Late September-early October is a time of extensive and exciting fiesta activity for the feast of San Francisco Xavier, patron for both Kino and the church. This largest fiesta in northwest Mexico draws thousands of Indians, such as Arizona Papagos, who come here partly to fulfill a manda, or vow. They walk along Highway 15 from the border. The authorities set up First Aid stations to assist the pilgrims. Festivities peak October 2-4 when participants attend religious services and then regale themselves by eating, drinking, dancing, listening to the numerous bands, and parading in the street.
Kino collapsed in Magdalena during an afternoon chapel dedication on March 15, 1711. By midnight the life of this imposing figure had ended.
SAN IGNACIO: SIX MILES NORTH OF MAGDALENA
San Ignacio de Caborica is one of the treasures of the Sonora frontier. This white stuccoed church is thought by scholars to approximate Kino’s original Jesuit-style structure. Remodeling in 1775 and 1834 did not substantially alter the characteristic bell tower, facade, and mesquite log staircase.
Kino himself described San Ignacio as follows, “It has a very fine location, an admirable and pleasant plain and meadow, among the most beautiful to be found in all these provinces.”
To get there drive north from Magdalena six miles and then inquire locally at the town of Tasicuri about a passable dirt road leading 2.7 miles west to the church and village.
If you find this delightful small church closed, ask locally for the sacristana who will let you into the structure and the small adjoining museum.
In Kino’s time San Ignacio was an orientation place where new missionaries learned the Indian languages. Founded by Kino in 1687, as his second church, the village has been happily by-passed in the 20th century because the main highway lies to the east.
The annual fiesta of June 31 is a lively time to visit San Ignacio, which emphasizes the arts of horsemanship in its celebration.
CABORCA: WEST FROM MAGDALENA
The Caborca mission, La Purisima Concepcion de Nuestra Senora de Caborca, lies in the extremely productive valley of the Concepcion River. This oasis provides a sharp contrast with the desert, which is also delightful in its way because of organpipe cactus stands that rival those in the cactus national monument across the border in Arizona. East of town there are large plantings of safflower, grown for its oil, and mission grapes.
The church site dates from Kino’s time, but the present church was built later, 1803-1809. The edifice’s mixed Moorish and Baroque elements are sufficiently unique that the Mexicans have registered it as a national monument.
Kino regarded Caborca as the important supply base for expeditions farther west into the Colorado River area. At Caborca the Pima Indians revolted in 1695 and killed Kino’s cohort, Xavier Saeta, a Jesuit and Sicilian nobleman, in the first major altercation between Indians and missionaries in Sonora. Spanish soldiers met the uprising with draconian severity that saddened Kino.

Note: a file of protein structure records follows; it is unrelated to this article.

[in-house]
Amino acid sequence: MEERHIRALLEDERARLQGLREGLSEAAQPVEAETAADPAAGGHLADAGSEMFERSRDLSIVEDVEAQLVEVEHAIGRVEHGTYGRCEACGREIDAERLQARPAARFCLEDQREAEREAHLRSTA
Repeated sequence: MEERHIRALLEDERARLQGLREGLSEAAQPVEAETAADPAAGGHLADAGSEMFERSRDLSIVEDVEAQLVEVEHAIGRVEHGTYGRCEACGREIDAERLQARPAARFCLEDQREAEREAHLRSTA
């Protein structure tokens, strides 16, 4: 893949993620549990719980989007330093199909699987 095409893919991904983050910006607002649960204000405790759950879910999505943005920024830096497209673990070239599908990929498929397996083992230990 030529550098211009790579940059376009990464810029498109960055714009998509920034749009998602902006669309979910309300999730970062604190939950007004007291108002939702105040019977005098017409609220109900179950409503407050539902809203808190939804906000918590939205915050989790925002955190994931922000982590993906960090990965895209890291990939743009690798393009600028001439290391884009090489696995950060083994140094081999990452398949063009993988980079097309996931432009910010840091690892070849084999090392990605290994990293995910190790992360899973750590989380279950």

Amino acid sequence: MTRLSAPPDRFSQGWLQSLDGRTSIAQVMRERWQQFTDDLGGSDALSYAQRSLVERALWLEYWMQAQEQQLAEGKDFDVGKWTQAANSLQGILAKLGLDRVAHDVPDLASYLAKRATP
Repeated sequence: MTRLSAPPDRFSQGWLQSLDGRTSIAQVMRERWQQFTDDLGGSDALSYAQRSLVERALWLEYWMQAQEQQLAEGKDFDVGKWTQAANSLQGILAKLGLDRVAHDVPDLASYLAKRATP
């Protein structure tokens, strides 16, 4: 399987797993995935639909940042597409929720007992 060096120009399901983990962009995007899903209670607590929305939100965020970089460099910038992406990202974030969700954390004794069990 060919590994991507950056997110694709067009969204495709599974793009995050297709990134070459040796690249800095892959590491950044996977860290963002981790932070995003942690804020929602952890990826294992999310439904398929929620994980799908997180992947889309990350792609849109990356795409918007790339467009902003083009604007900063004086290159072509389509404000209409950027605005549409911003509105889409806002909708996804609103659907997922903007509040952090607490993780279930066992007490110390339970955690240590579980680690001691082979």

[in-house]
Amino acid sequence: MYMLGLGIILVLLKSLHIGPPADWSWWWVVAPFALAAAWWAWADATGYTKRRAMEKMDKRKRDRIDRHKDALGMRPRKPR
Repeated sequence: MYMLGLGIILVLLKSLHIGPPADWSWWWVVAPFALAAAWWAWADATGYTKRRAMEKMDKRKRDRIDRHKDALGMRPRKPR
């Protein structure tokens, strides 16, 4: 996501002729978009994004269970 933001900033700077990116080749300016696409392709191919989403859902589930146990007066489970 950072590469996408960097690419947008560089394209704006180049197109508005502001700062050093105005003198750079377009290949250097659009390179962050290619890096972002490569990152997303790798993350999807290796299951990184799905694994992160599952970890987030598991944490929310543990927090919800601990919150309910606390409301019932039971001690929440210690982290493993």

The edifice weathered one 19th century indignity.
In 1857 the church withstood a curious historical aberration when a group of Arizona filibusterers under Henry A. Crabb, feeling that the Caborca area should no longer be Mexican, attacked the town. Local defenders holed up in the church, which prompted the Americans to riddle the facade with their rifle bullets. Crabb was promptly caught and shot.
East of Caborca, at the town of Altar, drive four miles north on the paved road to see the small branch church, or visita, at Oquitoa, which is typical of the stone Jesuit structures of Kino’s time, with their long narrow naves, sited on hills. Oquitoa village is the most rural vision of Mexican life on this trip.
KINO’S LEGACY TODAY
A main question today in Kino county is how he would have viewed the rapid modern development of the region.
“Kino was not opposed to growth and development,” said Charles Polzer. “But Kino would never have allowed gross exploitation. Kino brought in the new food plants and livestock that transformed the economy. But he saw man’s role here as one of stewardship, as man interacting with his environment, recreating and ordering the world, with enough discipline to achieve good. He was a humanist, a better-world person, a man of exceptional human vision. All his changes proceeded within the environmental limitations of the desert, especially the water supply. He was a practical realist. There are so many subtle aspects of living in tune with the desert.”
When asked to elaborate on how Kino lived in tune with the desert, Polzer describes Kino’s architecture.
“Kino’s mission architecture, for example, faced south to avoid the heat of summer,” says Polzer. “Fountains in the mission architecture served to humidify the air for comfort and to lower the temperature. Typically, we sit in an air-conditioned building and look out at a fountain that exists only for show. We eat imported food rather than a locally grown corn, bean, and chili combination that evolved as suitable for people in a hot, desert region. We are allowing water-consuming industry and pecan orchards to proliferate here, forcing our citizens to consume mineral-laden Colorado River water rather than our own pure groundwater, which we must go deeper each year to pump. Are these wise and healthy decisions for the long run? I doubt that Kino would have thought so.”
MEXICO’S KINO COUNTRY: IF YOU GO
For further information on Mexico, contact the Mexican Tourism Board at 800/44-Mexico. They can send a packet of information on the country. The Mexican tourism web site at http://mexico-travel.com is also useful, providing a gateway to many regional tourism web sites. Be sure to bring proof of citizenship to Mexico. A passport is best, but a certified birth certificate will do.